Rep. Kathleen Curry says there are now times in the Colorado state House when she’s a little lonely as the only unaffiliated member.
“I don’t go to caucus meetings anymore,” said Curry who announced on Dec. 28 that she was leaving the Democratic party and would start the legislative session this year as “unaffiliated.”
Curry represents District 61, a narrow and mountainous district that includes towns from Gunnison to Glenwood Springs, including Aspen.
So now when the 27 Republicans and 37 Democrats in the House huddle behind closed doors, Curry is left behind, like a nerdy student alone in study hall while all the cool kids are at football practice.
But the former Democrat and rancher from Gunnison County doesn’t sound like she minds all that much.
“I just feel that voting as a bloc is not how I want to do the job,” she said. “I’m really happy with my decision. And I’m just kind of running my life the way I always have, which is hectic.”
Curry files bills that she really cares about, but the former Democratic speaker pro tem doesn’t think her new independent status has cost her any votes so far in recent committee hearings.
One of Curry’s bills would have eliminated landowner liability in the event of kids under 14 trespassing, say by climbing a fence to go play in an irrigation ditch on a ranch. That bill went down by a vote of five to six in the Judiciary Committee on Jan. 28.
“I think there were six people who didn’t like the bill, not because of my affiliation, or lack of,” Curry said.
But Curry did write on her website that the defeat of the bill was “an example of why I changed affiliation.”
“The Colorado Trial Lawyers Association opposed the bill and worked hard to get it killed,” Curry wrote. “They were successful, the bill died in committee yesterday 5-6, with one Democrat (Rep. Sal Pace of Pueblo) voting with the 4 republicans in favor of the bill.”
Curry’s legislative effectiveness will be put to the test on Monday when the Judiciary Committee hears her proposed “Commercial Rafting Viability Act,” which seeks to clarify existing Colorado law on whether commercial raft companies can float down a river that happens to run through private land.
“There are a lot of people who feel there are two sets of rights,” Curry said. “But I feel we ought to find a way to make it work for both. And I think the committee will give it a fair hearing.”
The bill would allow commercial outfitters to float through private land and allow for incidental contact due to low water with either the river bank or with rocks in the river.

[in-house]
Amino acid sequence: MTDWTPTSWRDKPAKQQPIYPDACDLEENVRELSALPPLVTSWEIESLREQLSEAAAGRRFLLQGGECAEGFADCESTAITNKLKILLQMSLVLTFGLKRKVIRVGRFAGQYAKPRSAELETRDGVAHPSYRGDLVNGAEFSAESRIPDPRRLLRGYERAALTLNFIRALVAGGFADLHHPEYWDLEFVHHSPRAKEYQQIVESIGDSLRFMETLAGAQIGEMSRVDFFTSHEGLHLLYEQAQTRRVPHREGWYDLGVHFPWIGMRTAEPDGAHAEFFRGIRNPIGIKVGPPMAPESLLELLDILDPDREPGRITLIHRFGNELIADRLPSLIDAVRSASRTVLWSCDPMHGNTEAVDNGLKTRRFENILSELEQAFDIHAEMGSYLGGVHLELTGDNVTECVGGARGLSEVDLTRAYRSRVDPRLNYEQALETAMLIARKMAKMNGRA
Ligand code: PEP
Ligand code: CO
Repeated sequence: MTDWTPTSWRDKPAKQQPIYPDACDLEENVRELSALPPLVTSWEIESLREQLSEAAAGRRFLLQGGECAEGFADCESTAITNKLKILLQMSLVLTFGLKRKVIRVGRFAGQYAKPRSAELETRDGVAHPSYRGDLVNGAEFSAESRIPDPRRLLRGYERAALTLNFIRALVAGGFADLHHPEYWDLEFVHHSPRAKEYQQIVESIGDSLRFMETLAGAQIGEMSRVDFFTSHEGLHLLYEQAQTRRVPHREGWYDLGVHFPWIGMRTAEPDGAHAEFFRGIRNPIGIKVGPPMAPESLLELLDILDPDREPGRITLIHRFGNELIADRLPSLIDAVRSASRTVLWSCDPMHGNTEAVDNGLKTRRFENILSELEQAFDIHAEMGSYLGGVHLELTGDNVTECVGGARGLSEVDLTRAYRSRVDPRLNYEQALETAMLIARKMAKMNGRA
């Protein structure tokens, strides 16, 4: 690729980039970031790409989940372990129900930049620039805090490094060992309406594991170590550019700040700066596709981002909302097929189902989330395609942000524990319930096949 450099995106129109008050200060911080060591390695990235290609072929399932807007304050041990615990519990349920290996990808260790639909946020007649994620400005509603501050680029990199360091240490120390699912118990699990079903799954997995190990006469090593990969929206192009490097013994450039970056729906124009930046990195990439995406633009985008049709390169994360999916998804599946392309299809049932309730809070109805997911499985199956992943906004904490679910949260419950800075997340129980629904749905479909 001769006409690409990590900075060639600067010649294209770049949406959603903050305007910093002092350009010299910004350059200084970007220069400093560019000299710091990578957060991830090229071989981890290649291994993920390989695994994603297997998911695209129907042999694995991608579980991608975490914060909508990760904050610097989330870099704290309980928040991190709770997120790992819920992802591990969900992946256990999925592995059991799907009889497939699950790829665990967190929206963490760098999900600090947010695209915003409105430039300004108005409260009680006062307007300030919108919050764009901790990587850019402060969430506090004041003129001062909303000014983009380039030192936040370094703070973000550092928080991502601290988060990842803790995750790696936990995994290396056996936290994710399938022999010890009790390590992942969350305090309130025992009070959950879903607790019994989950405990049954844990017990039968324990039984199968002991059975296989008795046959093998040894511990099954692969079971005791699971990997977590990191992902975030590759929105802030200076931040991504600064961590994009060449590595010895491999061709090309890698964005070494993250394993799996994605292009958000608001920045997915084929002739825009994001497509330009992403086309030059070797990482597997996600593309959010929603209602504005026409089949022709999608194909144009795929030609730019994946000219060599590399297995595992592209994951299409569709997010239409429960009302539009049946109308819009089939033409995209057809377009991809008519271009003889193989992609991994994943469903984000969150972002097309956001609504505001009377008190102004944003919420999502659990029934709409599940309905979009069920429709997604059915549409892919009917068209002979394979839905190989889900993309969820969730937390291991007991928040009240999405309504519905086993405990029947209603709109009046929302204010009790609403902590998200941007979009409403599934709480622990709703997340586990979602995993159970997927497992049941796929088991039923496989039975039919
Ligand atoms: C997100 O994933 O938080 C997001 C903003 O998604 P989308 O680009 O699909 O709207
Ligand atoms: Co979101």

And it also allows portaging around an obstruction or a hazard “if the portage makes the minimum possible use of the bed or banks that is necessary to safely avoid the hazard or obstruction.”
Another of Curry’s bill addressing funding for water commissioners — who monitor local irrigation ditches — was recently passed by the Agriculture Committee, on which Curry still serves, and was sent on to the Appropriations Committee.
But a bill that would have required a legislative analysis of the cost of any new health care mandates was sent to the committee where, as Curry put it, “bills go to die.”
That’s the State, Veterans and Military Affairs Committee, which has seven Democrats and four Republicans on it, meaning the House speaker can rest easy that the committee will not approve bills he doesn’t want to see come to a vote on the House floor.
“Usually you have a committee that the leadership can count on to do what they want done,” Curry said.
Her “Health Insurance Mandates and Cost Benefit Analysis Bill” would place a one-year moratorium on any new health care bills being passed and then require an independent cost analysis be provided to lawmakers.
“I don’t think they liked the moratorium period,” Curry said.
She found it ironic that last year the legislature adopted a health care mandate related to autism care, but then exempted the state’s insurance plan from the mandate when it became clear how much the mandate would cost.
”We weren’t able to afford it, yet we forced the small groups to do it,” Curry said.
Curry seemed to relish her independence on Monday when she voted against 10 bills that involved either removing sales tax exemptions or adding new sales taxes.
“I believe that the General Assembly needs to exhaust every option available to it in terms of cutting expenditures before we ask the taxpayers for more revenue,” Curry wrote on her website. “We haven’t done that yet.”
And she didn’t care if she was sounding, or voting, like a Republican.
“I will be voting the way I think is best for my district,” Curry said this week. “If it happens to be Republican, then so be it. I think these bills should be looked at their own merit and not based on how the party votes on them.”